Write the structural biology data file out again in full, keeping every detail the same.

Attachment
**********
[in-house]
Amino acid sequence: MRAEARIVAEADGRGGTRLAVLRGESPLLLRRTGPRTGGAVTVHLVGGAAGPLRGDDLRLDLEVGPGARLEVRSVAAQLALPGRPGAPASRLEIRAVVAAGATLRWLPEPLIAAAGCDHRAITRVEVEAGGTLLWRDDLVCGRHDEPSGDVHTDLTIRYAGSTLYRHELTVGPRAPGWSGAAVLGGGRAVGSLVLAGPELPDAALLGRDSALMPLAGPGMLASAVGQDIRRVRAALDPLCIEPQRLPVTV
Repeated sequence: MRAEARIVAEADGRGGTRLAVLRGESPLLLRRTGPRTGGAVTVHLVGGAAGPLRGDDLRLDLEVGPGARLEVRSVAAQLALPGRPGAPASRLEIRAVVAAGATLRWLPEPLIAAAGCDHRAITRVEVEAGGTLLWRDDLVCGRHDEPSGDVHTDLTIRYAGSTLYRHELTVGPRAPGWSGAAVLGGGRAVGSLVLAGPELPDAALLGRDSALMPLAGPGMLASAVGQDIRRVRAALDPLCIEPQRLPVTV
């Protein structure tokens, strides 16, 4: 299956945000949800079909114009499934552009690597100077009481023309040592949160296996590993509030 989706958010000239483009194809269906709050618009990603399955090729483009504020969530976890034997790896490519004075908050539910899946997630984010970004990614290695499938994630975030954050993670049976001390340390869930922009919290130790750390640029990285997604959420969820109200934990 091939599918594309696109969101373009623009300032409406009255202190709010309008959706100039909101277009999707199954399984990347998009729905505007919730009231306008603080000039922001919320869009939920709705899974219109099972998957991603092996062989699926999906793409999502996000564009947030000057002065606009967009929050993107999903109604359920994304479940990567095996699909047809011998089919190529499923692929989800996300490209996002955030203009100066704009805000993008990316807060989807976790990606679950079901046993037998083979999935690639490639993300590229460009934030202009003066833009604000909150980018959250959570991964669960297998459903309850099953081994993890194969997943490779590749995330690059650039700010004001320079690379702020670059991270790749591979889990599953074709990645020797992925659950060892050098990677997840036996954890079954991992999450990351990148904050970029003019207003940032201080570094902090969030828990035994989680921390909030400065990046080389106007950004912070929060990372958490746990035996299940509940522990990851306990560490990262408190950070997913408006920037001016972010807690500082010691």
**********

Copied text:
[in-house]
Amino acid sequence: MRAEARIVAEADGRGGTRLAVLRGESPLLLRRTGPRTGGAVTVHLVGGAAGPLRGDDLRLDLEVGPGARLEVRSVAAQLALPGRPGAPASRLEIRAVVAAGATLRWLPEPLIAAAGCDHRAITRVEVEAGGTLLWRDDLVCGRHDEPSGDVHTDLTIRYAGSTLYRHELTVGPRAPGWSGAAVLGGGRAVGSLVLAGPELPDAALLGRDSALMPLAGPGMLASAVGQDIRRVRAALDPLCIEPQRLPVTV
Repeated sequence: MRAEARIVAEADGRGGTRLAVLRGESPLLLRRTGPRTGGAVTVHLVGGAAGPLRGDDLRLDLEVGPGARLEVRSVAAQLALPGRPGAPASRLEIRAVVAAGATLRWLPEPLIAAAGCDHRAITRVEVEAGGTLLWRDDLVCGRHDEPSGDVHTDLTIRYAGSTLYRHELTVGPRAPGWSGAAVLGGGRAVGSLVLAGPELPDAALLGRDSALMPLAGPGMLASAVGQDIRRVRAALDPLCIEPQRLPVTV
């Protein structure tokens, strides 16, 4: 299956945000949800079909114009499934552009690597100077009481023309040592949160296996590993509030 989706958010000239483009194809269906709050618009990603399955090729483009504020969530976890034997790896490519004075908050539910899946997630984010970004990614290695499938994630975030954050993670049976001390340390869930922009919290130790750390640029990285997604959420969820109200934990 091939599918594309696109969101373009623009300032409406009255202190709010309008959706100039909101277009999707199954399984990347998009729905505007919730009231306008603080000039922001919320869009939920709705899974219109099972998957991603092996062989699926999906793409999502996000564009947030000057002065606009967009929050993107999903109604359920994304479940990567095996699909047809011998089919190529499923692929989800996300490209996002955030203009100066704009805000993008990316807060989807976790990606679950079901046993037998083979999935690639490639993300590229460009934030202009003066833009604000909150980018959250959570991964669960297998459903309850099953081994993890194969997943490779590749995330690059650039700010004001320079690379702020670059991270790749591979889990599953074709990645020797992925659950060892050098990677997840036996954890079954991992999450990351990148904050970029003019207003940032201080570094902090969030828990035994989680921390909030400065990046080389106007950004912070929060990372958490746990035996299940509940522990990851306990560490990262408190950070997913408006920037001016972010807690500082010691």